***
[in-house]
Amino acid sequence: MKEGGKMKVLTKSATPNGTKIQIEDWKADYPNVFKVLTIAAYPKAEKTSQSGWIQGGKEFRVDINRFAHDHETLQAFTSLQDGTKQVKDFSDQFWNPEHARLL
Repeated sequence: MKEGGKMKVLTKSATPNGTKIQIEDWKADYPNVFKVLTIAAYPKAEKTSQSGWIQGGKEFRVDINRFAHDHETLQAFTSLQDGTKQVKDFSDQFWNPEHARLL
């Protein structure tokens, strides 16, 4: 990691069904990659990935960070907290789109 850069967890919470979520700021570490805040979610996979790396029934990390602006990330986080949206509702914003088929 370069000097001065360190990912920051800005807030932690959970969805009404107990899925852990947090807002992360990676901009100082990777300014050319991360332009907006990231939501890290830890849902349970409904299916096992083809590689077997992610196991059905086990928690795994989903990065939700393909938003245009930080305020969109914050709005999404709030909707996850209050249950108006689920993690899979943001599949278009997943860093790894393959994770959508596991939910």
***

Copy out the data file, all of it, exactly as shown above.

[in-house]
Amino acid sequence: MKEGGKMKVLTKSATPNGTKIQIEDWKADYPNVFKVLTIAAYPKAEKTSQSGWIQGGKEFRVDINRFAHDHETLQAFTSLQDGTKQVKDFSDQFWNPEHARLL
Repeated sequence: MKEGGKMKVLTKSATPNGTKIQIEDWKADYPNVFKVLTIAAYPKAEKTSQSGWIQGGKEFRVDINRFAHDHETLQAFTSLQDGTKQVKDFSDQFWNPEHARLL
């Protein structure tokens, strides 16, 4: 990691069904990659990935960070907290789109 850069967890919470979520700021570490805040979610996979790396029934990390602006990330986080949206509702914003088929 370069000097001065360190990912920051800005807030932690959970969805009404107990899925852990947090807002992360990676901009100082990777300014050319991360332009907006990231939501890290830890849902349970409904299916096992083809590689077997992610196991059905086990928690795994989903990065939700393909938003245009930080305020969109914050709005999404709030909707996850209050249950108006689920993690899979943001599949278009997943860093790894393959994770959508596991939910």